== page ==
On July 25, 2002, Crisis Center employee Paulette Barnes wrote to the Department stating that the Crisis Center had Banks's rape kit and that the Department could pick it up if Banks was “planning on filing charges for the incident.”   Barnes testified by affidavit that, shortly after she sent the letter, she began receiving telephone calls from a B & M attorney asking for the rape kit.   Barnes responded that she would release the kit only to the police, and she then called the Department to ask if they planned to pick it up.   On August 22, 2002, Gray picked up the kit from the Crisis Center.2  At his deposition on September 9, 2002, Gray testified that the rape kit was then in the Department's possession.

On October 15, 2002, B & M filed a motion asking the trial court to order that the rape kit and other crime scene evidence in the Department's possession be tested by the Georgia Bureau of Investigation (GBI).   Banks opposed the motion, arguing that the Department had closed its investigation of the rape case;  that it had a conflict of interest because Gray had worked as an off-duty security guard for B & M;  and that, in any event, the rape kit had already been analyzed by Grady Hospital.   Accordingly, Banks asked the court to deny B & M's motion and to order that the rape kit and other crime scene evidence held by the Department be given to her.

Before the trial court ruled on these motions, deposition testimony revealed that the Department had destroyed Banks's rape kit.   At his January 2003 deposition, Department Lieutenant Edward Bradley testified that, on or about November 13, 2002, he had taken the rape kit from the Department evidence refrigerator and destroyed it at Gray's direction.   According to Bradley, as part of his yearly practice of cleaning out and disposing of unneeded evidence in closed cases, he had asked the Department detectives to give him the status of cases for which evidence was being held in the refrigerator.   Gray informed him that the Banks case was closed and her rape kit could be destroyed.

Bradley also testified that Department records showed that on February 3, 2001, evidence collected at the Banks crime scene had been logged in at the Department, including bedding from the apartment and a white washcloth, which Banks said was used to wipe her genital area after the rape.   After examining the logged-in evidence, Bradley confirmed that the white washcloth was missing.   According to Bradley, after evidence is logged in, only he and the Department Chief can access the evidence storage area.   Bradley testified that he did not know where the washcloth was, that he had not destroyed it, and that Department records did not reflect that anyone had removed it from the storage area or destroyed it.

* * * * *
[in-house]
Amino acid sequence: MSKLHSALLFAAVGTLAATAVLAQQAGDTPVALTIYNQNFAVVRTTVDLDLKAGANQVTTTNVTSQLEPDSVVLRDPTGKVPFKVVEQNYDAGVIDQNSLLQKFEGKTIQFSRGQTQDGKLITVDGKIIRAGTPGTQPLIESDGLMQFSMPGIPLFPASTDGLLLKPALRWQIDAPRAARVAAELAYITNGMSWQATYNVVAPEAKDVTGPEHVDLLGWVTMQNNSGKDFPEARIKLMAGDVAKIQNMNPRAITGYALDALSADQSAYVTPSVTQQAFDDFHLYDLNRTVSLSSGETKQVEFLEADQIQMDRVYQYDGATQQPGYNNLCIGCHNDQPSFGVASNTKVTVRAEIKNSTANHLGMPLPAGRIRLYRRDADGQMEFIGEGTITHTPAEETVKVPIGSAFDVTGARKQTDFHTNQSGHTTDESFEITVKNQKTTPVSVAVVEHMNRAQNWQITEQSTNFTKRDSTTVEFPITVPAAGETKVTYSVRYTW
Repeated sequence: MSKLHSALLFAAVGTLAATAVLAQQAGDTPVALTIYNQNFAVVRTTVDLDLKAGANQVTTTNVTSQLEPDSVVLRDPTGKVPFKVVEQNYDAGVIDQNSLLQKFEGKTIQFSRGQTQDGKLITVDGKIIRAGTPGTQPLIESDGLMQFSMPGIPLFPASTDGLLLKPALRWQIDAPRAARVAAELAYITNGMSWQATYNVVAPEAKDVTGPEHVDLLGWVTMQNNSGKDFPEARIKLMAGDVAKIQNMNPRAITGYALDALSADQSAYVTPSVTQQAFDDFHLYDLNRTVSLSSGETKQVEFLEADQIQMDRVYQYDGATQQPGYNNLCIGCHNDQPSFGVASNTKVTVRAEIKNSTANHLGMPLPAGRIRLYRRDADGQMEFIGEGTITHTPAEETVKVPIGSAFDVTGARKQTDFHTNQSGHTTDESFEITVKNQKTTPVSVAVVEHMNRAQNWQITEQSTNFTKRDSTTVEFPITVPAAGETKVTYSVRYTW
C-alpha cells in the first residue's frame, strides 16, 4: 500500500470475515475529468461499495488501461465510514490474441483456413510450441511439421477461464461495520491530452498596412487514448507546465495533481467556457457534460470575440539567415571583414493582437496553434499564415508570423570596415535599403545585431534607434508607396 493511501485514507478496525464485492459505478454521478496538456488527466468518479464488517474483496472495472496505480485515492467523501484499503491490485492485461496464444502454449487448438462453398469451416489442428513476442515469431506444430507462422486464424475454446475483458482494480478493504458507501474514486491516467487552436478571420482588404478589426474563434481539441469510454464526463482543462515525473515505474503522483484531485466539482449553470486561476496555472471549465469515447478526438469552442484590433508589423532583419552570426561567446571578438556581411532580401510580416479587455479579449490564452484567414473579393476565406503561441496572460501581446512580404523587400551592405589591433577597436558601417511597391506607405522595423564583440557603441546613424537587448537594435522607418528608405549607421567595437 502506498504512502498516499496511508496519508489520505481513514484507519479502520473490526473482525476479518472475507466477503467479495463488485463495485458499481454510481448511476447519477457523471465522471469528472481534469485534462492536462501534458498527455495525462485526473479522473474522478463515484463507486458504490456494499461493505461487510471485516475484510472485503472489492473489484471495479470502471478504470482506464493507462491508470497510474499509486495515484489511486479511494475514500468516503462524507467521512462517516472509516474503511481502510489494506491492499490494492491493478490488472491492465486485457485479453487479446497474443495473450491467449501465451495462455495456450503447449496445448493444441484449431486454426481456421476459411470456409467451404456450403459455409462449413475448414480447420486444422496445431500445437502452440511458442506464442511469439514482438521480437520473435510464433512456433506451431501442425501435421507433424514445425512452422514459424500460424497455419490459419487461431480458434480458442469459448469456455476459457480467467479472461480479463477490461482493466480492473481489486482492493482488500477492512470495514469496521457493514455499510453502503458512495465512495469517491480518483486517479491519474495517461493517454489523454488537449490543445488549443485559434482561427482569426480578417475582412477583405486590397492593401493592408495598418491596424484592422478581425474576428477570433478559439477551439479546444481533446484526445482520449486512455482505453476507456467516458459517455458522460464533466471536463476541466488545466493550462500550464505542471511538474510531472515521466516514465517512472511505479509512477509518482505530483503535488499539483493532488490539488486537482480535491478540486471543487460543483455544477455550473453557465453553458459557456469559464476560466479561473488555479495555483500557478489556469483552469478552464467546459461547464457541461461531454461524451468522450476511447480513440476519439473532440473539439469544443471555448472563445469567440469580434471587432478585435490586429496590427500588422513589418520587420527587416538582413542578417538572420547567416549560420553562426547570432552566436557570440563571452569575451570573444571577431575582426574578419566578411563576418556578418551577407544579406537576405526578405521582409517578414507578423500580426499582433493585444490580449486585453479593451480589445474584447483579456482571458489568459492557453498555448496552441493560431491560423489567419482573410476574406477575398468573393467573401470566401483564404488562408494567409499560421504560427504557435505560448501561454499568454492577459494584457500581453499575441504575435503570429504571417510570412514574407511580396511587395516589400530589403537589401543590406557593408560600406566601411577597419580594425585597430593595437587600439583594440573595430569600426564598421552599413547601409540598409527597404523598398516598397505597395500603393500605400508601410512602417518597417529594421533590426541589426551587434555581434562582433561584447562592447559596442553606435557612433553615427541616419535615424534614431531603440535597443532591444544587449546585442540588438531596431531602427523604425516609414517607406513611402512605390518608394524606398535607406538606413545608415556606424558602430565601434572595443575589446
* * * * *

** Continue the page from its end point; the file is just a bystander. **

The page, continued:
Gray was deposed again in January 2003.   He testified that he logged the rape kit into evidence at the Department the same day he got it from the Crisis Center in August 2002.   He further testified that immediately after his first deposition in September 2002, a B & M attorney asked him to check with the GBI to determine if it would process the rape kit.   Gray agreed, even though there was no law enforcement reason for the kit to be processed.   Thus, Gray testified, at his request another detective removed the kit from the Department's evidence refrigerator in November 2002 and took it to the GBI, but the GBI refused to process evidence from a closed case.   According to Gray, the kit was then returned to the Department, and he called B & M's lawyers to report that the GBI would not process it.

Contrary to Gray's testimony, Department log-in records do not show that the rape kit was logged in in August 2002.   The first time the Department records show the kit being logged in is November 13, 2002.   Gray testified that he did not know why the records do not reflect an earlier log-in date.